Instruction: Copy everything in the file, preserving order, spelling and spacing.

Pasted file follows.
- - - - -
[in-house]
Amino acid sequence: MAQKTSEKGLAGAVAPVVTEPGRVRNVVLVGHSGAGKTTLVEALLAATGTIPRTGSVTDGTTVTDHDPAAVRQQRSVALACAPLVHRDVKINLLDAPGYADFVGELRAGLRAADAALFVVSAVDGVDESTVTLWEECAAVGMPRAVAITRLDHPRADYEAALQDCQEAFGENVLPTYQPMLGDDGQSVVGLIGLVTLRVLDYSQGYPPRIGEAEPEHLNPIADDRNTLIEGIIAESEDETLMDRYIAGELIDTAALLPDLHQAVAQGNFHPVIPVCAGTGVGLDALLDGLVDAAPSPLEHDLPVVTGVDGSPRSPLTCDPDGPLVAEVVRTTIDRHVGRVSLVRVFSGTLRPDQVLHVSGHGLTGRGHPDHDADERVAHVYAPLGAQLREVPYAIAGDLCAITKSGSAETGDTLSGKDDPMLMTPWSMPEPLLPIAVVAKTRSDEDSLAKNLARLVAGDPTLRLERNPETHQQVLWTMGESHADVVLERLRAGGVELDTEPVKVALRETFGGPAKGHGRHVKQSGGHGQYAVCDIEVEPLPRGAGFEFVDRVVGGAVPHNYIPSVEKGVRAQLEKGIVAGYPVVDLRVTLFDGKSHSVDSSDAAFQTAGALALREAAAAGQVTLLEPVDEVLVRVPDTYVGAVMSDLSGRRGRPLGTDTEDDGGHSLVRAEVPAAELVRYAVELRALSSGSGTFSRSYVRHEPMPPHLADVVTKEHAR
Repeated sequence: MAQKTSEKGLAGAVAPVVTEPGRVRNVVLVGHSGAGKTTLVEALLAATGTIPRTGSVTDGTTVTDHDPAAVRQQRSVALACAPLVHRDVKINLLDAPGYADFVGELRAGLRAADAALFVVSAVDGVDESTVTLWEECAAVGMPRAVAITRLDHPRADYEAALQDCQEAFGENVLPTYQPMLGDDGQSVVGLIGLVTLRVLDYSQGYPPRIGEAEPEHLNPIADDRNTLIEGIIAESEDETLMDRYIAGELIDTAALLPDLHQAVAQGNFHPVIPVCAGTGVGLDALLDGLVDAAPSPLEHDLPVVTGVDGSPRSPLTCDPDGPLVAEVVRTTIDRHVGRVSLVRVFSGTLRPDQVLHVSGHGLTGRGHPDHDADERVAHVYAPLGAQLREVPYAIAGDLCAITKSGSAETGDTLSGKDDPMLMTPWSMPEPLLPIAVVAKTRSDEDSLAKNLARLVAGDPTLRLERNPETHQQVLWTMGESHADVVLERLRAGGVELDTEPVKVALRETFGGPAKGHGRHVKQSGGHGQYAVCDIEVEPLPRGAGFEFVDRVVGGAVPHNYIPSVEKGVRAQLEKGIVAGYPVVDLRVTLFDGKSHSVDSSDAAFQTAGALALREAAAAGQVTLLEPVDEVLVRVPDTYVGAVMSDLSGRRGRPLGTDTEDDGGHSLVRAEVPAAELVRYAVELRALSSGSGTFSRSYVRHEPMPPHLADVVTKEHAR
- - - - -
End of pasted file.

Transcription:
[in-house]
Amino acid sequence: MAQKTSEKGLAGAVAPVVTEPGRVRNVVLVGHSGAGKTTLVEALLAATGTIPRTGSVTDGTTVTDHDPAAVRQQRSVALACAPLVHRDVKINLLDAPGYADFVGELRAGLRAADAALFVVSAVDGVDESTVTLWEECAAVGMPRAVAITRLDHPRADYEAALQDCQEAFGENVLPTYQPMLGDDGQSVVGLIGLVTLRVLDYSQGYPPRIGEAEPEHLNPIADDRNTLIEGIIAESEDETLMDRYIAGELIDTAALLPDLHQAVAQGNFHPVIPVCAGTGVGLDALLDGLVDAAPSPLEHDLPVVTGVDGSPRSPLTCDPDGPLVAEVVRTTIDRHVGRVSLVRVFSGTLRPDQVLHVSGHGLTGRGHPDHDADERVAHVYAPLGAQLREVPYAIAGDLCAITKSGSAETGDTLSGKDDPMLMTPWSMPEPLLPIAVVAKTRSDEDSLAKNLARLVAGDPTLRLERNPETHQQVLWTMGESHADVVLERLRAGGVELDTEPVKVALRETFGGPAKGHGRHVKQSGGHGQYAVCDIEVEPLPRGAGFEFVDRVVGGAVPHNYIPSVEKGVRAQLEKGIVAGYPVVDLRVTLFDGKSHSVDSSDAAFQTAGALALREAAAAGQVTLLEPVDEVLVRVPDTYVGAVMSDLSGRRGRPLGTDTEDDGGHSLVRAEVPAAELVRYAVELRALSSGSGTFSRSYVRHEPMPPHLADVVTKEHAR
Repeated sequence: MAQKTSEKGLAGAVAPVVTEPGRVRNVVLVGHSGAGKTTLVEALLAATGTIPRTGSVTDGTTVTDHDPAAVRQQRSVALACAPLVHRDVKINLLDAPGYADFVGELRAGLRAADAALFVVSAVDGVDESTVTLWEECAAVGMPRAVAITRLDHPRADYEAALQDCQEAFGENVLPTYQPMLGDDGQSVVGLIGLVTLRVLDYSQGYPPRIGEAEPEHLNPIADDRNTLIEGIIAESEDETLMDRYIAGELIDTAALLPDLHQAVAQGNFHPVIPVCAGTGVGLDALLDGLVDAAPSPLEHDLPVVTGVDGSPRSPLTCDPDGPLVAEVVRTTIDRHVGRVSLVRVFSGTLRPDQVLHVSGHGLTGRGHPDHDADERVAHVYAPLGAQLREVPYAIAGDLCAITKSGSAETGDTLSGKDDPMLMTPWSMPEPLLPIAVVAKTRSDEDSLAKNLARLVAGDPTLRLERNPETHQQVLWTMGESHADVVLERLRAGGVELDTEPVKVALRETFGGPAKGHGRHVKQSGGHGQYAVCDIEVEPLPRGAGFEFVDRVVGGAVPHNYIPSVEKGVRAQLEKGIVAGYPVVDLRVTLFDGKSHSVDSSDAAFQTAGALALREAAAAGQVTLLEPVDEVLVRVPDTYVGAVMSDLSGRRGRPLGTDTEDDGGHSLVRAEVPAAELVRYAVELRALSSGSGTFSRSYVRHEPMPPHLADVVTKEHAR